- 1 Practical Tips for End of Financial Year (EOFY) at 30 June
- 1.1 Take advantage of the $20,000 write-off on depreciating assets
- 1.2 Maximise the $25,000 cap on superannuation contributions
- 1.3 Mark bad debts at 30 June
- 1.4 Prepay bills for up to 12 months
- 1.5 Stocktake
- 1.6 Understand the tax consequences of shareholder loans (Division 7a)
- 1.7 Conclusion
- 1.8 WANT TO GROW YOUR CONTRACTING BUSINESS?
Practical Tips for End of Financial Year (EOFY) at 30 June
Running a small or medium-sized business may result to you having no time to plan. But with the end of financial year just around the corner, it’s imperative that you should look at tax planning strategies to ensure that your finance and tax records are in order. If you haven’t done so by now, don’t panic as there is still time before 30 June. Preparing early for the EOFY can allow your business to access possible tax savings opportunities you can apply to your business. Below are some practical tips for your small business during the EOFY.
Take advantage of the $20,000 write-off on depreciating assets
If you run a small business, you can claim an instant tax deduction from the equipment or machinery that you installed before 30 June. The cost of the purchase must be $20,000 or less and you must be considered a small business. This also applies to vehicles that are ready for business use before the said date. For more information, have a read of the ATO link here.
Maximise the $25,000 cap on superannuation contributions
If your company funds permit, you can consider making voluntary super contributions before 30 June in addition to the superannuation guarantee (9.5%) for the 2018 financial year. The current cap on concessional contributions is at $25,000 for the 2018 financial year. You can claim a tax deduction for any voluntary super contributions up to the cap.
Here is a table on the important dates to ensure the superannuation is deductible in the 2018 financial year.
For superannuation contributions based on income earned during the 2017-2018 tax year:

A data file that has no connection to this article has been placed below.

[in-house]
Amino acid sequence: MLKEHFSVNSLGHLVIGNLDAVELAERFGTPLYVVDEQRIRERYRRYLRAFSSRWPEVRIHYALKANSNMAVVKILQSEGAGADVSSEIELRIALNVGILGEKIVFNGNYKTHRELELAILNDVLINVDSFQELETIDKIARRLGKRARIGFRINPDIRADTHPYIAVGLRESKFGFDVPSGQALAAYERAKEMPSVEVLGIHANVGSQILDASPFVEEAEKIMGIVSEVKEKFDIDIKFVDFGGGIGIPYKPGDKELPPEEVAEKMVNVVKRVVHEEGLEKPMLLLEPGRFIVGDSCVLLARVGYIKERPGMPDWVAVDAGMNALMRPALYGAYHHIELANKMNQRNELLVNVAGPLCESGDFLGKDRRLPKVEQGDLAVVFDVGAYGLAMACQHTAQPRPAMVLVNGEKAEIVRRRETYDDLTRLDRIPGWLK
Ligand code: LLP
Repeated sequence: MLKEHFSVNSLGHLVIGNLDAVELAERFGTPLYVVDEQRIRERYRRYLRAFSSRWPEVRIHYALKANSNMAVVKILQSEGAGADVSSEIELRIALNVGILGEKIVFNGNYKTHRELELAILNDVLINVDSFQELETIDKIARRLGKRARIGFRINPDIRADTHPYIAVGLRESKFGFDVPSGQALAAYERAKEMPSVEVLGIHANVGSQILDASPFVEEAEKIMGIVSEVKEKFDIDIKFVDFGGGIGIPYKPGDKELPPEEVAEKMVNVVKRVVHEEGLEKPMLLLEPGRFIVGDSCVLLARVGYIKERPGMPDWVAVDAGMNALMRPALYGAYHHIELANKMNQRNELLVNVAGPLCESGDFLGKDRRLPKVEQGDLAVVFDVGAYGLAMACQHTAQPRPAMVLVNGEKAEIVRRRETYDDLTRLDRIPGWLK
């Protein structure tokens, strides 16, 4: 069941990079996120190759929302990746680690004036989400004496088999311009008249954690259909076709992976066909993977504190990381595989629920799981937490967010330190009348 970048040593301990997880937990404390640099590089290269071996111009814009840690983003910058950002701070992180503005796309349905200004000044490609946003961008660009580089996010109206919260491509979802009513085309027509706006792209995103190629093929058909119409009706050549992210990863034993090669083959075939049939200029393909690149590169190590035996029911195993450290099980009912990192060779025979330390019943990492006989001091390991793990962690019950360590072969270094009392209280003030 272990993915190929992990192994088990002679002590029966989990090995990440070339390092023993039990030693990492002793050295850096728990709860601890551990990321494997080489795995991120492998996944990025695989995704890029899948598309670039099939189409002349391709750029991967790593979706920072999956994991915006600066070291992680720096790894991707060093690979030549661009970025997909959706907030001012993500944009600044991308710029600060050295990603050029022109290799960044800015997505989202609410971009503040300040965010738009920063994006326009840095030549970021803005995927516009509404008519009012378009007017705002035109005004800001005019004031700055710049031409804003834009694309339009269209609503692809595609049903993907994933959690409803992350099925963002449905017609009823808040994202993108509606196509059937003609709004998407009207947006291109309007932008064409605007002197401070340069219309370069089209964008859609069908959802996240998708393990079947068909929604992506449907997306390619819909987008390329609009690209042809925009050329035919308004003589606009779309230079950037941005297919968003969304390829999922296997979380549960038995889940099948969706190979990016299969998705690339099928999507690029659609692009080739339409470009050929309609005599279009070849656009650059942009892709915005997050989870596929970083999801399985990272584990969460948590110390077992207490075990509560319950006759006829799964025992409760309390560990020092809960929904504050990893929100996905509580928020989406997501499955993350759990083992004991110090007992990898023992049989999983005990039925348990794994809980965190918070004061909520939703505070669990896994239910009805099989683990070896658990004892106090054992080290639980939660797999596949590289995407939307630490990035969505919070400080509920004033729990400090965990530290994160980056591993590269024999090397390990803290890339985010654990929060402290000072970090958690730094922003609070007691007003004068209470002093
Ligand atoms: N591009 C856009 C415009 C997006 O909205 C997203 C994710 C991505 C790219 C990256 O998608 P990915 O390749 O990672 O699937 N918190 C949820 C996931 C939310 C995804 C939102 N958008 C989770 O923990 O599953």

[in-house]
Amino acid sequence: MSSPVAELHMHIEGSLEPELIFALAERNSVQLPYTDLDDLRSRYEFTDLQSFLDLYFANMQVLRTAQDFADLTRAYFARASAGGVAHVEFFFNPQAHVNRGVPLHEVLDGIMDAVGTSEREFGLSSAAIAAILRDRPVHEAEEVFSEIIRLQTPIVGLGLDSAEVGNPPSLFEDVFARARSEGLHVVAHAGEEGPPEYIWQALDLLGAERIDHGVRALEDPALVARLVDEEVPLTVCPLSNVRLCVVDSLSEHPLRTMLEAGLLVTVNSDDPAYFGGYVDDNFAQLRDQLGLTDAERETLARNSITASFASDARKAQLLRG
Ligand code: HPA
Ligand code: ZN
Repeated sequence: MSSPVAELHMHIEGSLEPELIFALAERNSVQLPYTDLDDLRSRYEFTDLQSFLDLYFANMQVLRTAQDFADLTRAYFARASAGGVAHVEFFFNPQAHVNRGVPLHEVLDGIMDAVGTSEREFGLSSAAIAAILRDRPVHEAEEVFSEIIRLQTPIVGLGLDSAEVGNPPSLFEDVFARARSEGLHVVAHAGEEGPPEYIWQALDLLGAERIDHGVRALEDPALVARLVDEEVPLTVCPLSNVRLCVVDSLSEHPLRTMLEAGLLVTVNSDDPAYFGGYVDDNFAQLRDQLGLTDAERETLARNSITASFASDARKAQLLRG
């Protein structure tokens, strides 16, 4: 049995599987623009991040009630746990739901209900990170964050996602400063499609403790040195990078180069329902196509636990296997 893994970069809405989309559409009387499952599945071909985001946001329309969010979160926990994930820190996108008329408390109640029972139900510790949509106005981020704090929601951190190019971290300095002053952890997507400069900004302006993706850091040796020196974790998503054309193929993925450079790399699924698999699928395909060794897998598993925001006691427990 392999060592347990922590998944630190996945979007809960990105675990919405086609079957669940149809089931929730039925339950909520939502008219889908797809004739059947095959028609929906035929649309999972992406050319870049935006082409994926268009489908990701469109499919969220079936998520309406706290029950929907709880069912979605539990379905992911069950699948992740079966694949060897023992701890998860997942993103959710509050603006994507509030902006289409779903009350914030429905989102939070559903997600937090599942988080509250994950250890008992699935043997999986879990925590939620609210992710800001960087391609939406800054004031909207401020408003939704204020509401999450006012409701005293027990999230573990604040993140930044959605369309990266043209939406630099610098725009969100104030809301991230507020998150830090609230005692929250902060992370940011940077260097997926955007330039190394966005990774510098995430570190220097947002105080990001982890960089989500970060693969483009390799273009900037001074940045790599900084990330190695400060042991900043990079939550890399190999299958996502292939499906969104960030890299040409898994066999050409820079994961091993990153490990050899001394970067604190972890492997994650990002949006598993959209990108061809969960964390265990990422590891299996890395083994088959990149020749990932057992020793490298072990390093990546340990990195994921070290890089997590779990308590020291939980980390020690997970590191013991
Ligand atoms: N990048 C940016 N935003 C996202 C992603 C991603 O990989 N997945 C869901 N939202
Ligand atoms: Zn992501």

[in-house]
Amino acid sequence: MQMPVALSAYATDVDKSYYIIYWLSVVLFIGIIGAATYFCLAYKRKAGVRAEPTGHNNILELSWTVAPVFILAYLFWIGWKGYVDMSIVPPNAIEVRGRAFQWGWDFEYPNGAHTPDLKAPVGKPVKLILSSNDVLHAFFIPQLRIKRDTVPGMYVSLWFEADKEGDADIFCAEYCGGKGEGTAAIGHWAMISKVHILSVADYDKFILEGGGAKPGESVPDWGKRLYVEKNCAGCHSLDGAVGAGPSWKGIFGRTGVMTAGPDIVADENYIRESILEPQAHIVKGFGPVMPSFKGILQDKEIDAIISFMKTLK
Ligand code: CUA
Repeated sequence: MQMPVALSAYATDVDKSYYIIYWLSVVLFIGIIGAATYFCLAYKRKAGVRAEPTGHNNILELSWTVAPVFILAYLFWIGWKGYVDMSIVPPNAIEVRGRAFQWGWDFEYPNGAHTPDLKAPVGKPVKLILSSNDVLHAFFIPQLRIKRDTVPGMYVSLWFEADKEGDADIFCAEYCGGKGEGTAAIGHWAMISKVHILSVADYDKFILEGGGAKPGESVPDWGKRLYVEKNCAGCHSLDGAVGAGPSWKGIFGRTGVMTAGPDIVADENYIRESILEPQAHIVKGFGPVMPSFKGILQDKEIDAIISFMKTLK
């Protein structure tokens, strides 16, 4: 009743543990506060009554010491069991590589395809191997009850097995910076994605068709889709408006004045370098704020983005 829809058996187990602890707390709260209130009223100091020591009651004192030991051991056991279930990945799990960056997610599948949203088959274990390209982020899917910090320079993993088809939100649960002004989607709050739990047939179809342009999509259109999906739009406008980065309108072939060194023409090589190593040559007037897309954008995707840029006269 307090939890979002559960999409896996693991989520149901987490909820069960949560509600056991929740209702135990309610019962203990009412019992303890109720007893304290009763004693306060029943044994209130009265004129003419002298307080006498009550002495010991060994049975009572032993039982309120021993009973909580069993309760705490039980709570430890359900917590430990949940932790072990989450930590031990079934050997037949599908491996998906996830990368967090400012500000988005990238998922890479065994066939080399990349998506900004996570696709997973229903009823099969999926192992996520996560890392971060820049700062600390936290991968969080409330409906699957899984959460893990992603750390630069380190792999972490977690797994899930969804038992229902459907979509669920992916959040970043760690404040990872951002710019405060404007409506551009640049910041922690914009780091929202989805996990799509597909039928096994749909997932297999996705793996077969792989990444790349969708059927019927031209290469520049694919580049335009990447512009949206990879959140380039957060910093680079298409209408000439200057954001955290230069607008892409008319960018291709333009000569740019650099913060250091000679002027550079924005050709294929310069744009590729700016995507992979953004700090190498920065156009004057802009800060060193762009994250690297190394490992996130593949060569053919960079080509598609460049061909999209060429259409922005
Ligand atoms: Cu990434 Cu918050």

|Close of Business Date*||Employee Contribution Year||Employer Tax Deduction Year|
|30th June 2018||Included in 2017-2018||Deductible in 2017-2018 tax year|
|28th July 2018||Included in 2018-2019||Deductible in 2017-2018 tax year|
|After 28th July 2018||Included in 2018-2019||Non-deductible|
Mark bad debts at 30 June
Assess your current outstanding invoices and determine which of them you believe have no chance of getting paid despite your efforts in collecting the debt. You can write off these bad debts at EOFY to reduce your income for the year. If you report your income on an accruals basis this will mean you can get a refund on the GST as well as an income tax deduction.
Prepay bills for up to 12 months
Your prepayments of bills related to services for the next 12 months are tax deductible in the year you paid them. These prepayments can include your office utility bills, insurance policies, professional services and office rent. Make sure to pay these bills before EOFY so you can claim the tax deduction.
Bear in mind that if you own trading stock, it is always a good idea to do a stocktake at 30 June. Stocktake is an internal control procedure which helps businesses confirm their stock and make adjustments when required. Businesses should write off any obsolete, lost or damaged stock through a stock take. A high stock value compared to COGS can mean that the stock is slow-moving which is not preferred by most businesses.
Many small business owners do not know the tax implications of Division 7a in their companies. Essentially, money provided by a private company to its shareholders (or their associate e.g. spouse or children) would be treated as dividends to the shareholder at the EOFY. This can also include you accessing money from the company for personal use. Many shareholders believe that the money drawn out are loans from the company to the shareholder but special conditions must be met to ensure they are loans (not dividends). If the amount is not a loan and is not fully repaid by the required date, the loan may be treated as dividends and ultimately, as income in the shareholders personal tax return. This can affect the shareholders tax payable significantly.
With all these EOFY tips, don’t forget that the most important task is to lodge your income tax return and pay your tax on time. It may be an obvious advice, but it’s one that most business owners tend to forget especially when they’re too busy running their business.
To ensure you’re maximising your tax opportunities available to your small business, speak to Box AS today.